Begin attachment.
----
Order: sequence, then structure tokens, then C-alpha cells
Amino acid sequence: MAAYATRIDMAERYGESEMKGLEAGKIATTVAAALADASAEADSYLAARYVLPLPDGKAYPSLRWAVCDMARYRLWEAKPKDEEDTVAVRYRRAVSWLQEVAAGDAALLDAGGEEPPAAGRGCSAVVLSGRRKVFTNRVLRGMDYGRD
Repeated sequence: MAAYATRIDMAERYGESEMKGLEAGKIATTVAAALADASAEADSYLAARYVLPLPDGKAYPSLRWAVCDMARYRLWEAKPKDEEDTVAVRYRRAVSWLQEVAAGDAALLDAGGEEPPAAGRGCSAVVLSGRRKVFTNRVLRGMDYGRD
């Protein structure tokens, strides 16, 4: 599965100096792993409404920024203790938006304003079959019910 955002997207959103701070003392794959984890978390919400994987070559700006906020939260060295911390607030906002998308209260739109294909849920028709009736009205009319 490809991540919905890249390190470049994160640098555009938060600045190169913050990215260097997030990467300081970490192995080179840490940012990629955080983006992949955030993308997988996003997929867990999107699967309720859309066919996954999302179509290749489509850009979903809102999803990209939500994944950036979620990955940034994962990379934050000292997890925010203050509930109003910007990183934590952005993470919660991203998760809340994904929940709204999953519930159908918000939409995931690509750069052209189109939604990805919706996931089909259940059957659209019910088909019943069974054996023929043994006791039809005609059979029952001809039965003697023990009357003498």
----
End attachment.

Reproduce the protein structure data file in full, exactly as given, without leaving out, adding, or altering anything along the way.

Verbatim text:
Order: sequence, then structure tokens, then C-alpha cells
Amino acid sequence: MAAYATRIDMAERYGESEMKGLEAGKIATTVAAALADASAEADSYLAARYVLPLPDGKAYPSLRWAVCDMARYRLWEAKPKDEEDTVAVRYRRAVSWLQEVAAGDAALLDAGGEEPPAAGRGCSAVVLSGRRKVFTNRVLRGMDYGRD
Repeated sequence: MAAYATRIDMAERYGESEMKGLEAGKIATTVAAALADASAEADSYLAARYVLPLPDGKAYPSLRWAVCDMARYRLWEAKPKDEEDTVAVRYRRAVSWLQEVAAGDAALLDAGGEEPPAAGRGCSAVVLSGRRKVFTNRVLRGMDYGRD
């Protein structure tokens, strides 16, 4: 599965100096792993409404920024203790938006304003079959019910 955002997207959103701070003392794959984890978390919400994987070559700006906020939260060295911390607030906002998308209260739109294909849920028709009736009205009319 490809991540919905890249390190470049994160640098555009938060600045190169913050990215260097997030990467300081970490192995080179840490940012990629955080983006992949955030993308997988996003997929867990999107699967309720859309066919996954999302179509290749489509850009979903809102999803990209939500994944950036979620990955940034994962990379934050000292997890925010203050509930109003910007990183934590952005993470919660991203998760809340994904929940709204999953519930159908918000939409995931690509750069052209189109939604990805919706996931089909259940059957659209019910088909019943069974054996023929043994006791039809005609059979029952001809039965003697023990009357003498």